Wine is part of Chile’s culture and history, and its origin traces back to the arrival of the first Spanish settlers. To celebrate our Independence Day , we wish to commemorate the flourishing of this industry, which has become one of the most important economic and commercial activities in the country.
We ask for “grapevines and wines to evangelize Chile”. This was the request that Pedro de Valdivia sent to King Carlos V of Spain in a letter on September 4, 1545. The conquistadors had arrived in our country a few years previously, and they saw wine as essential to fulfilling their mission of evangelizing the native people. This historical event was the beginning of the wine industry in Chile and also, 460 years later, the date chosen to celebrate National Chilean Wine Day every September 4.
Following the letter, a shipment of wine from Peru and the first grapevines from Europe arrived. Despite the fact that the vines were planted in different parts of Latin America, only when they reached Chile did they find that perfect combination between climate and soil to produce grapes worthy of being made into wine.
During the early years of the colony, grapevines were planted on the outskirts of Santiago, and wine was produced mainly from the País grape variety. Many important figures in Chilean history were among the first vineyard owners in the country, including Francisco de Aguirre, Juan Jufré, Diego García, Rodrigo de Araya, Bartolomé Flores and Inés de Suárez.
Vineyards subsequently extended throughout Chilean territory from Coquimbo in the north to Concepción in the south. However, the vine cultivation system brought by the Spanish and wine production technology remained unchanged until the middle of the 19th century.
Flourishing of the wine industry
In the 1850s and the following decades, the changes necessary to lay the foundations of the modern Chilean wine industry were generated. This was thanks to entrepreneurs and visionaries such as Don Melchor Concha y Toro, who invested heavily in technology, vine importation and the modernization of production systems.
In the 19th century, wealthy Chilean families traveled to Europe, bringing customs, trends and grapevines back with them, promoting the plantation of noble grape varieties in the central valleys of the country such as Maipo, Rapel and Aconcagua.
On the other hand, Europe suffered a devastating crisis as a result of the phylloxera plague, which destroyed vineyards in several regions and even led to the extinction of iconic grape varieties. This unfortunate situation benefited the Chilean wine industry, as European oenologists emigrated to the New World and contributed to its development.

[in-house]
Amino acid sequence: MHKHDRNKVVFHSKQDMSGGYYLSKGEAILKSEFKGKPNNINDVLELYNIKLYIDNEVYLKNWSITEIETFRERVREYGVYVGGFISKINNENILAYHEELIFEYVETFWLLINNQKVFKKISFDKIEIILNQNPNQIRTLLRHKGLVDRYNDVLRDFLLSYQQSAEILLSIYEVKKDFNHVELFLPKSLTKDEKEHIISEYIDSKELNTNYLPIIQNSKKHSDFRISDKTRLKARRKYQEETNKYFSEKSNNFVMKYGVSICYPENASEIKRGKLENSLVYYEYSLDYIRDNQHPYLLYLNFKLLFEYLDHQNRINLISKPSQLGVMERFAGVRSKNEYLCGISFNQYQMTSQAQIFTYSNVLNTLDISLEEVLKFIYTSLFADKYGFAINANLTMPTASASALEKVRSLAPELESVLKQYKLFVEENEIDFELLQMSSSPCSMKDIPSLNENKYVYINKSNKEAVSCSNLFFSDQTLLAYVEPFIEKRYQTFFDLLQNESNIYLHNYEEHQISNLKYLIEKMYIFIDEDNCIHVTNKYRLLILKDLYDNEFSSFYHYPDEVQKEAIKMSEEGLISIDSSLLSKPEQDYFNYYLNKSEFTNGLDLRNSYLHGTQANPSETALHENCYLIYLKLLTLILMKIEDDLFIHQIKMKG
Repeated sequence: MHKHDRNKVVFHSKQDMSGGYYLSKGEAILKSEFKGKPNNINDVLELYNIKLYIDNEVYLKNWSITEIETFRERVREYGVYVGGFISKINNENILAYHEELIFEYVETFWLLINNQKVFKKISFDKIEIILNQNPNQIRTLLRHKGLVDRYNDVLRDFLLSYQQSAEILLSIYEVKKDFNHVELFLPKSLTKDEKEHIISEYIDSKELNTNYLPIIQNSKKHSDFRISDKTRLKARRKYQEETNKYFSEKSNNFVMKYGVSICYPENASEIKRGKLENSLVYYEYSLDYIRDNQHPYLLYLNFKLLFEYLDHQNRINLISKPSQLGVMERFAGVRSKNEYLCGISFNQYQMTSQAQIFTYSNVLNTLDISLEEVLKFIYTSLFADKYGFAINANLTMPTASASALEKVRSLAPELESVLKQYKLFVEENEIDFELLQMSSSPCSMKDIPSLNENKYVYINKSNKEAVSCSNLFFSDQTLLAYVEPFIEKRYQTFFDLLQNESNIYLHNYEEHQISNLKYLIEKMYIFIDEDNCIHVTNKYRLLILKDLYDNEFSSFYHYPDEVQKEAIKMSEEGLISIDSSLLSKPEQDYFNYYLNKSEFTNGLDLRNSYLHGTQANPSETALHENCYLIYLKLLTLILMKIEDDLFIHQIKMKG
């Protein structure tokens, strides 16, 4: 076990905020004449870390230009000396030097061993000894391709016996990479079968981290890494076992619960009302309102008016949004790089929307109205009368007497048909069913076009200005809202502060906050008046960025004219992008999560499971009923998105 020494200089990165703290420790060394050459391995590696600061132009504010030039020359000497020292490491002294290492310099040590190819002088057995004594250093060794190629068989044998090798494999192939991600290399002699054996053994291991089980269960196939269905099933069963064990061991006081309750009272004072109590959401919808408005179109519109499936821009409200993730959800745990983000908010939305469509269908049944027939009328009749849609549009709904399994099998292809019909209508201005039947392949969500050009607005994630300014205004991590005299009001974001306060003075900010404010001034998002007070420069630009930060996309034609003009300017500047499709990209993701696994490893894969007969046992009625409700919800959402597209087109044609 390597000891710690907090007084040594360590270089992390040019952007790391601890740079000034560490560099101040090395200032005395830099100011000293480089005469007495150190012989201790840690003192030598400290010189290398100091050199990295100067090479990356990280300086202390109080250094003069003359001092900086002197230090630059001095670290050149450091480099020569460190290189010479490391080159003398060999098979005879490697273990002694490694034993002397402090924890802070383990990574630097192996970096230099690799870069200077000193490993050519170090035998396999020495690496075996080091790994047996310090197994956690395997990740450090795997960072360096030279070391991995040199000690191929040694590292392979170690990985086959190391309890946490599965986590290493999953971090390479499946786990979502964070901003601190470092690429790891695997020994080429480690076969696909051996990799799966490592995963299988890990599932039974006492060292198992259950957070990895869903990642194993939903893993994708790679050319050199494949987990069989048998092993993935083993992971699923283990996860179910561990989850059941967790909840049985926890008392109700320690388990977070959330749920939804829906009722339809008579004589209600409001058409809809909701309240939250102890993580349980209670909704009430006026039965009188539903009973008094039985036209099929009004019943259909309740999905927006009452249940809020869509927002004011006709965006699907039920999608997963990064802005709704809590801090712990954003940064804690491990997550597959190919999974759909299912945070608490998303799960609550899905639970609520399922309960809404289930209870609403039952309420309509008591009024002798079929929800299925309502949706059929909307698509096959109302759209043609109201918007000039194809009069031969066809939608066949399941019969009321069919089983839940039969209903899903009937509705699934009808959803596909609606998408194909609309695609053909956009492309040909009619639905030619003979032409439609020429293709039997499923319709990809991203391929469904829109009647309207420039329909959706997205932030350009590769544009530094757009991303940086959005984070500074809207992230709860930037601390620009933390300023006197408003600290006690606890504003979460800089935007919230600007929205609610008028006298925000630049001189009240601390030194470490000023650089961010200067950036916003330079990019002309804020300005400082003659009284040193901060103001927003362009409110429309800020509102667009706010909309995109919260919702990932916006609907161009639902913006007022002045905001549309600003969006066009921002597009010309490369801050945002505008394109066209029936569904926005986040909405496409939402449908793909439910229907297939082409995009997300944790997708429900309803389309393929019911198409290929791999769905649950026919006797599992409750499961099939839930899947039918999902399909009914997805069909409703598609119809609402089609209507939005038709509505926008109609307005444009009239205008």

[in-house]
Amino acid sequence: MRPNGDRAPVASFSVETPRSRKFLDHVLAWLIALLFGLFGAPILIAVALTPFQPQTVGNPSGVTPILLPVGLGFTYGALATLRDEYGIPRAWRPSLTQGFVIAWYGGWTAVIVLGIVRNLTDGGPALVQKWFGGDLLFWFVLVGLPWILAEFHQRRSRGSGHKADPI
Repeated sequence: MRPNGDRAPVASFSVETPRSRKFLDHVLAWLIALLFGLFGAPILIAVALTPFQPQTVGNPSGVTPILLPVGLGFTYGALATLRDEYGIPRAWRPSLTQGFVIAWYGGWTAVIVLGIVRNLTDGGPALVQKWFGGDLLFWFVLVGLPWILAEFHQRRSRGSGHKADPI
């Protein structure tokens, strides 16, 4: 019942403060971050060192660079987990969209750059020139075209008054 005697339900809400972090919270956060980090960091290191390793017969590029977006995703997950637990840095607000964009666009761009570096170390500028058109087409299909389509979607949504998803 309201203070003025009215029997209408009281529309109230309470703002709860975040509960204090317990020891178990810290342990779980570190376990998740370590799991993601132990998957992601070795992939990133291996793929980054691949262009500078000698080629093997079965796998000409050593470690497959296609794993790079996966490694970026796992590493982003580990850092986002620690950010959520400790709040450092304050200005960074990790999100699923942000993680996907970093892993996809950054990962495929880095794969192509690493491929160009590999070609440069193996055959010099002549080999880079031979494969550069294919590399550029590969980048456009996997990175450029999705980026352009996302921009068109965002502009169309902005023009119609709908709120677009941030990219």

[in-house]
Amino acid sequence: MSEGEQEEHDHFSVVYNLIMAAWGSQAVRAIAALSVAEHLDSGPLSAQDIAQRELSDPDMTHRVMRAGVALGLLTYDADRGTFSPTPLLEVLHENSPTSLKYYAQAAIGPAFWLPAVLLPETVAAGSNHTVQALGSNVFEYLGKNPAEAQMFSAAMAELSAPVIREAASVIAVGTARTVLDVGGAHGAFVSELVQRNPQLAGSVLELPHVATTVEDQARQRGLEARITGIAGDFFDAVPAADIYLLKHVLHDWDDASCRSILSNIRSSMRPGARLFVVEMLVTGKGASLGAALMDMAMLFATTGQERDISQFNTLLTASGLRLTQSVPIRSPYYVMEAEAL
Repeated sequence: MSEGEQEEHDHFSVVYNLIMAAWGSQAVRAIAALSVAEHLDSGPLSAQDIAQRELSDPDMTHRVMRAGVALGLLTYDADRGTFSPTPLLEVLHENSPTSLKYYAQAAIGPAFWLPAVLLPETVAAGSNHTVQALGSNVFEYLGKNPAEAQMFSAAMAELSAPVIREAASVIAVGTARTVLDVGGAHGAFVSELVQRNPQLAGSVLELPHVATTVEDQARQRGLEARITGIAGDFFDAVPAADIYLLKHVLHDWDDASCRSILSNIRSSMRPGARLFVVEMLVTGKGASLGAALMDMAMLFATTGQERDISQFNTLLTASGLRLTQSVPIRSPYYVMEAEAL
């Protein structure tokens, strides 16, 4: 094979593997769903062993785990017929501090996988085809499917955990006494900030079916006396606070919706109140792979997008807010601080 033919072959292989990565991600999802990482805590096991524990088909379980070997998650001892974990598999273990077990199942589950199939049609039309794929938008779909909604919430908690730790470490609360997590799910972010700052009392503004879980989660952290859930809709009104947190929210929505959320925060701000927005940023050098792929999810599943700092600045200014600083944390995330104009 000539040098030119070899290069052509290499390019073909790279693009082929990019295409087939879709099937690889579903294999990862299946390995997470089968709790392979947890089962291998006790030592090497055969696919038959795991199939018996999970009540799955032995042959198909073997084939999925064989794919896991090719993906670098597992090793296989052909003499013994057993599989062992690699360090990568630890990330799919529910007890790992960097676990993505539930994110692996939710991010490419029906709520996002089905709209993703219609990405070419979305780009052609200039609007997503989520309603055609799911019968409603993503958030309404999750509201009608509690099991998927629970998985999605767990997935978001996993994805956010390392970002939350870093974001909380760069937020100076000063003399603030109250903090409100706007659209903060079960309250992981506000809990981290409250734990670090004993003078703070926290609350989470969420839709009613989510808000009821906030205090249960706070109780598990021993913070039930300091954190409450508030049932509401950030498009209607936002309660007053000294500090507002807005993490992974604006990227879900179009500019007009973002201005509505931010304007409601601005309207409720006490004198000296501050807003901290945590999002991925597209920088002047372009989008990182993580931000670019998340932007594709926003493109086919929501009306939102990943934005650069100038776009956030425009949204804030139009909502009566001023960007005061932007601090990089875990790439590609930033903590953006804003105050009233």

The origin of Viña Concha y Toro exemplifies this period. True to his instincts and vision, Don Melchor was advised by French winemaker Monsieur Labouchere, who was surprised by the quality of Chilean soil. Convinced of Chile’s potential to produce high quality wines, Don Melchor brought the best vine stocks from Bordeaux and embarked on a new adventure, founding Viña Concha y Toro in 1883.
Towards the end of the 19th century, Chilean wine acquired greater presence and its production increased considerably thanks to this new momentum provided by Chilean visionaries, together with the development of transport and commercialization systems.
Global positioning and reach
As the Chilean wine industry developed and grew during the 20th century, so did Viña Concha y Toro, which was a pioneer in many important milestones. In the 1970s, the company strongly entered the export market, and was the first Chilean wine to reach markets across the five continents.
In the 1990s, the industry experienced another crucial landmark; the Carmenere grape variety was rediscovered in the country after being thought to be extinct for more than 100 years. Only in Chile did it develop and achieve its full expression thanks to the climate and soil conditions, becoming, together with Cabernet Sauvignon, an iconic grape variety of the country.
In the last 30 years, Chilean wines have positioned themselves in the world and reached consumers globally. Concha y Toro has undergone an internationalization process, opening new markets, acquiring proprietary vineyards to guarantee the production of quality wines that are representative of their place of origin, incorporating leading-edge technologies and creating oenological innovations for increasingly demanding consumers.
The history of Concha y Toro is the history of Chilean wine, and of a family company which was able to grow and position itself, transferring passion and knowledge from generation to generation. Today, Chilean wines are renowned on a global level, and are present in more than 147 countries. Viña Concha y Toro has reached these all of these markets, becoming the world’s largest producer and exporter of Chilean wine.